Ambushes can be vastly underrated. Worthy waylays include surprise birthdays (sans the weak heart), a shot of whiskey in coffee and occasional opening-act rock bands.
I headed to the Grey Eagle on Saturday, July 5, to review local upstarts The If You Wannas, with supporting acts The Baker Family Band and The Royal Bangs. The festive vibe of the show came complete with projection screens emitting dysfunctional Japanese anime, black-and-white buffaloes and assorted psychedelic-fueled art.
The ensnarement came early, courtesy of the Royal Bangs, a band based out of Knoxville. The octopi-tasking quintet rode into town fresh off Bonnaroo and rave reviews from Rolling Stone (“Royal Bangs, our new favorite rockers …”) and Spin (“Though only one day in at Bonnaroo—rates as the best show I’ve yet to see”).
I ambled into the Royal Bangs’ set lacking familiarity with their sound. Running on sitcom time, the quintet delivered more punch in 30 minutes than a factory time clock. Lead bearded beast, Ryan Schaffer (percussion, guitar, synth etc.), summoned Stephen Malkmus vocals while hammering away on a lone percussive skin. Instrument-switching between members highlighted each number. Categorization seemed futile—punk leanings, New Wave synths, dance beats ala LCD Soundsystem and gut-kicking rock ‘n’ roll all found their way into the set. With so much expended energy, concern rose that all the members collapse from fatigue after the set.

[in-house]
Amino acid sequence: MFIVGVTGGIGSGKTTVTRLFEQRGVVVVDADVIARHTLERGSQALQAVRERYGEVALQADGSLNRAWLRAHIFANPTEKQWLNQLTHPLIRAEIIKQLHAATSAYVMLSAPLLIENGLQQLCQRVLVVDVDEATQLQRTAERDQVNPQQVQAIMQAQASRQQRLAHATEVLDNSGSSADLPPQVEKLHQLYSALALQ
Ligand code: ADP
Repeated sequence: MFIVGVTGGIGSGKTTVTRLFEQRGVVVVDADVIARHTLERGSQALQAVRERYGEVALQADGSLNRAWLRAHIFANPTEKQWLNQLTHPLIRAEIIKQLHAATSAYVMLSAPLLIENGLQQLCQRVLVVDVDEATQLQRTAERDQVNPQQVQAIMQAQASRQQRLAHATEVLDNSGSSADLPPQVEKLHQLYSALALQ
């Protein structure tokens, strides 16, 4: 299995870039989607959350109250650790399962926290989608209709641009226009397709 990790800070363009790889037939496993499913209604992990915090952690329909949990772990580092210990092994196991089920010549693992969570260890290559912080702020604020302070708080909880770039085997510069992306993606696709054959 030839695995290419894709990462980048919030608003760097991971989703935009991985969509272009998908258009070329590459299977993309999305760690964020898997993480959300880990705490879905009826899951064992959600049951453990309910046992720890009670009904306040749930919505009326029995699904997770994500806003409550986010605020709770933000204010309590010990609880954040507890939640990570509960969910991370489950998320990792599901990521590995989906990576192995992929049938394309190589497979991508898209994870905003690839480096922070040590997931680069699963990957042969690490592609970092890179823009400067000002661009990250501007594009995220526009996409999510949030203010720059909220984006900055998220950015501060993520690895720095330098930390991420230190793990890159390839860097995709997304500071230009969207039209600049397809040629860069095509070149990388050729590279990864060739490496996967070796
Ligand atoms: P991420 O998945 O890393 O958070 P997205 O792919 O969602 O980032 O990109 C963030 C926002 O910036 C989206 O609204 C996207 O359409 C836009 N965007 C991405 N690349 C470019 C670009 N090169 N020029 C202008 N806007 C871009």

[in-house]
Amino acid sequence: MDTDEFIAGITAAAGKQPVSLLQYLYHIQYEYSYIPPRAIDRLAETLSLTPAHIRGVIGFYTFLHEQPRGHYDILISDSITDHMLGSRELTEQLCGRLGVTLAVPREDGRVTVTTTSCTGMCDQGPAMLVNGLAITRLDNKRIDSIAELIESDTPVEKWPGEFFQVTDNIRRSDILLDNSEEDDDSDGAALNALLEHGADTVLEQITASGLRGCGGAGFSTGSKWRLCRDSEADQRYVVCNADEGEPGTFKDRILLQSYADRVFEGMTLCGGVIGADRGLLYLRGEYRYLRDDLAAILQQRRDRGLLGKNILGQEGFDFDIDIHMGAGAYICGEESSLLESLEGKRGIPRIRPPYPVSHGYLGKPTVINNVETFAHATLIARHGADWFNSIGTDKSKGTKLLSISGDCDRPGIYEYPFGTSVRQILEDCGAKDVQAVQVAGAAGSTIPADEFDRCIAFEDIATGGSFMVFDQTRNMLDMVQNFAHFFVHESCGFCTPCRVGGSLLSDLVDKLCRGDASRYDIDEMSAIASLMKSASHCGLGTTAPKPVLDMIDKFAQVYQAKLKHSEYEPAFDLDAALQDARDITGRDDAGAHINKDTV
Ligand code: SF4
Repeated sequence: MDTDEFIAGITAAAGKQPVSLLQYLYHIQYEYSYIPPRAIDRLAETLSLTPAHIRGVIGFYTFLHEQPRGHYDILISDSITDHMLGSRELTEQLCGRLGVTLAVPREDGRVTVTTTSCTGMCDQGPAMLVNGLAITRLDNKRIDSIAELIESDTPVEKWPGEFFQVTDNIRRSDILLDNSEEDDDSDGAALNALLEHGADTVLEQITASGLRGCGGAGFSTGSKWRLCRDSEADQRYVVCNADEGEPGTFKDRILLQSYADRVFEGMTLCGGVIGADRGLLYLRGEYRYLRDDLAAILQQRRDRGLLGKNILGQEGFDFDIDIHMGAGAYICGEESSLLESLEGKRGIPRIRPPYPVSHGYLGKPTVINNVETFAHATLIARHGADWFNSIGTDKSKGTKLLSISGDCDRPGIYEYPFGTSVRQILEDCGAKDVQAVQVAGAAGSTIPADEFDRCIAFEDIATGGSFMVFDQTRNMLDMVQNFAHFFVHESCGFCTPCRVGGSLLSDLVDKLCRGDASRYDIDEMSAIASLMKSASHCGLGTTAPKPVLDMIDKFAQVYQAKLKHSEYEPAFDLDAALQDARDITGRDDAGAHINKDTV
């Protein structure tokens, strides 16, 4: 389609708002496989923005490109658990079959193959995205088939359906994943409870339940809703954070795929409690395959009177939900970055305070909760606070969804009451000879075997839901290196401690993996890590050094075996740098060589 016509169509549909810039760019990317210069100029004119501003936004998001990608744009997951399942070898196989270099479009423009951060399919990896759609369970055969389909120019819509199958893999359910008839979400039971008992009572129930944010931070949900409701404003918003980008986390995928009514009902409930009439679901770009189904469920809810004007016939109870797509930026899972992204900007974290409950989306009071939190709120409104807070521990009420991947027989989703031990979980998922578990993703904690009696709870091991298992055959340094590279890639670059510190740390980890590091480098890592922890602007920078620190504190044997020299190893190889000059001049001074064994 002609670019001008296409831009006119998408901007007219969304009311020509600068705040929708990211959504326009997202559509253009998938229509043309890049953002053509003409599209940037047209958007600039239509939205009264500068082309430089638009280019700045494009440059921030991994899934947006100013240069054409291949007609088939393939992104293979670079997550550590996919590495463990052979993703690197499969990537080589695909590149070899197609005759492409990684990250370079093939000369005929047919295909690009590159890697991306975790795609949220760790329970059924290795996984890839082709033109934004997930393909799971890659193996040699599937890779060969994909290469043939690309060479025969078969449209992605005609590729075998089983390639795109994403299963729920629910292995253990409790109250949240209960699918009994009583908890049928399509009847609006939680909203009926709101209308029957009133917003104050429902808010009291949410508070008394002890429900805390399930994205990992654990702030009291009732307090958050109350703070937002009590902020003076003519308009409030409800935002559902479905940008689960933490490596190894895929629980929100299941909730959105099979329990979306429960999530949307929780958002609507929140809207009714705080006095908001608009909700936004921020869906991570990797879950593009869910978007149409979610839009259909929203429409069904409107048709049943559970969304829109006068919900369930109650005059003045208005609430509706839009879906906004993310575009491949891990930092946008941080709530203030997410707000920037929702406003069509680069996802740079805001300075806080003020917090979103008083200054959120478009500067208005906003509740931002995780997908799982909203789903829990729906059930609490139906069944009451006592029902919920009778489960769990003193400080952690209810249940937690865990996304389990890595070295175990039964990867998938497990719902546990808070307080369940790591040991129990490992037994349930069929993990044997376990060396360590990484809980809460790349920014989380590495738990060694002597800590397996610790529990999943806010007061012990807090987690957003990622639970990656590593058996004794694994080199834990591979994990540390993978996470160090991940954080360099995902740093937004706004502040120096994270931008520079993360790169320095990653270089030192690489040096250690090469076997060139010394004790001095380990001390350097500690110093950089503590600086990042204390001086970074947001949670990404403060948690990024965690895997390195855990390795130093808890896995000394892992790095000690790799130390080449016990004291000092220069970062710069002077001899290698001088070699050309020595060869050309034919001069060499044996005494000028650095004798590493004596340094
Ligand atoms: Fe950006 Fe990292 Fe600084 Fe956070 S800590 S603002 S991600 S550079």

The If You Wannas rose admirably to the challenge of following a musical tornado. Their set, pulled from their self-titled debut EP, chugged with locomotive intensity, leaving influential steam trails of The Cars, Gang Of Four, The Clash and any number of ska bands.
The resumé reads well: Ryan Cox (vocals, guitar) returned to Asheville to work at Moog Music after employment at Mixmaster, an Australian record label. Cox’s Aussie stint molded his musical direction and soon drew the attention of drummer Jason Baumann (The Trainwreks). Bassist Trevor Stoia (leader of Trevor Trio as well as a member of Ashes In Order with the Ahleuchatistas’ Shane Perlowin) joined soon thereafter. The quartet solidified in summer 2007 when Gavin Conner added his Moog Synth and guitar.
Rationed on genre inbreeding, the If You Wannas shed labels in favor of making the crowd guess the next time signature or genre. They also come complete with the segues and false endings to which numerous jam bands aspire. Fortunately, the group does it well by encapsulating all the madness into three-minute songs. At one point, the band managed to incorporate riffs from “Stray Cat Strut” and Kansas’ anthem “Carry On” into one tune. If someone told me beforehand I would enjoy a group that melded two songs on high-cheese alert, I’d have considered more meds.
“She’s So Mean,” the song highlight of the set, was characteristic of the band’s forays into label shredding, using hints of ska with an Ennio Morricone spaghetti-western twang. Equally entertaining was bassist Stoia, who bounced around the stage with little regard to bodily or equipment injury.
Despite their creative power, the If You Wannas sometimes suffer from venturing in too many directions, the songs sometimes evoking a soundtrack beset by ADD. The hooks are plentiful, but rarely catch for a song’s entirety. The quartet’s identity seems hidden as they search for a permanent muse—a common trait with groups just coming out of the crawling stages. Their shared enthusiasm and sheer love of music helps to eclipse these shortcomings, however.
If commitment remains, the If You Wannas should find that elusive epoxy that some bands obtain in creating a whole show. Hopefully, they’ll be the next group veiled in the shadows, ready to ambush an unsuspecting crowd.